I was quite excited about Dan Well’s new dystopian, young adult novel Partials. For once Harper Collins produced this amazing, super-professional book trailer, which you can see below the review, on the other hand I was enthralled by the gorgeous cover. Luckily the author didn’t let me down as the book is a fast-paced, intriguing and well-constructed adventure.
There is no long prelude, the reader is thrown into the story, which starts with a remarkably sad and disturbing chapter in the future of mankind. The youngest human being in the Long Island settlement is 14 years old, though children are conceived and born, they don’t survive. Instead they perish from the lethal virus RM, which was released in the last war from the Partials, artificial human beings made for warfare. As human mankind is almost extinct, there hasn’t been any contact with another human settlement neither in America nor on any other continent, people get very desperate to keep going. In this particular case, females have to undergo mandatory pregnancies from the ago of 18 on. But all efforts have made no change so far and in the beginning of the book this age is under heavy discussion.
The dystopian civilisation Dan Well’s created was overall convincing and creeped me out on more than one occasion. He is not stingy with explanations and the history of the last settlement is explained early in the book. The idea of giving births to babies, who most likely won’t survive is scary, as is the thought of being forced to be almost continuously pregnant in order to save mankind. The more you read about the supposedly fair and democratic post-apocalyptic society the more you realise that something is not right here. This creeping feeling never left me throughout the book and a lot of my predictions and fears become real later in the book.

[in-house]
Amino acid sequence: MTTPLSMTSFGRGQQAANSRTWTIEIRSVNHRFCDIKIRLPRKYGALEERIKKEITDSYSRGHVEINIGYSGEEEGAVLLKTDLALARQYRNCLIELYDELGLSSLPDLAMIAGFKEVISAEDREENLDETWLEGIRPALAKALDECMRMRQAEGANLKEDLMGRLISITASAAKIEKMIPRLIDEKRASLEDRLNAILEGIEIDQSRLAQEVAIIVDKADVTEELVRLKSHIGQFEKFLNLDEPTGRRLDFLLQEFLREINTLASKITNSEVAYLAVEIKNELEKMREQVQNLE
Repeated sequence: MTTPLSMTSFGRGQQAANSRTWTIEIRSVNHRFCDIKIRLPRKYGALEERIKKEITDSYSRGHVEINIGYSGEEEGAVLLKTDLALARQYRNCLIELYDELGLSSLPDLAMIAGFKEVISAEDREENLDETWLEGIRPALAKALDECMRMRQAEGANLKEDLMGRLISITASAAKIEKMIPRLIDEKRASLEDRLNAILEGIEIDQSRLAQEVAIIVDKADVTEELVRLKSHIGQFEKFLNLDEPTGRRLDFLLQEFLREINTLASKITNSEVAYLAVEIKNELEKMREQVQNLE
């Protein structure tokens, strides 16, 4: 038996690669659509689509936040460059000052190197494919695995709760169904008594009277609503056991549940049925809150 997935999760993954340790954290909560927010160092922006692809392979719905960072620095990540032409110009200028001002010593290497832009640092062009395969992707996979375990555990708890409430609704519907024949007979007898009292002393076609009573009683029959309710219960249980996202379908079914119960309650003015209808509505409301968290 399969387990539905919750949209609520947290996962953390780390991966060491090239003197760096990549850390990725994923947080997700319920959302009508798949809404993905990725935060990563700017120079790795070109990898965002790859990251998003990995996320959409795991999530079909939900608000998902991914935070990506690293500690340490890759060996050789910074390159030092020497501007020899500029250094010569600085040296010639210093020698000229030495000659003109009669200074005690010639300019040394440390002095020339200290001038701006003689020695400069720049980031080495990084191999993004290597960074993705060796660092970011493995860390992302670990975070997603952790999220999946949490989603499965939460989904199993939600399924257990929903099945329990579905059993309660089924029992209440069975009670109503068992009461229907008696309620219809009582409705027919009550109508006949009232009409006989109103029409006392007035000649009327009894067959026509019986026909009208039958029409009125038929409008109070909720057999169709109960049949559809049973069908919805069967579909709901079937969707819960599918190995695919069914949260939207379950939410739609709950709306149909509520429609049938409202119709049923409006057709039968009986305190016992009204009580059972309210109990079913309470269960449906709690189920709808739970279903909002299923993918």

The whole story is told from Kira’s point of view. She is a special girl; lively, noble, proactive, impulsive, brave and utterly loveable. She carries the whole story. I love how determined she is in her cause to solve the mystery of all the dead babies. And not because she wants to save humanity on her own. No, she doesn’t want to see another baby dying, especially now that one of her own friends is pregnant. Kira is supported by a motely bunch of friends, who are almost as eager as her to change the status quo. The partials are represented through the captured Samm. He is easy to read and stays a mystery for most of the book. But somehow Dan Wells managed to make him likeable and human at the same time and I’m curious how he will develop in the sequel.
The story line was thrilling and plenty of twist wouldn’t let me put down the book. I was literally glued to the pages. The end was mesmerizing and surprising and I want to know more. I wish the sequel would be published now. Overall this is an suspense-packed novel with a strong cast in a dystopian setting, which has plenty of future possibilities.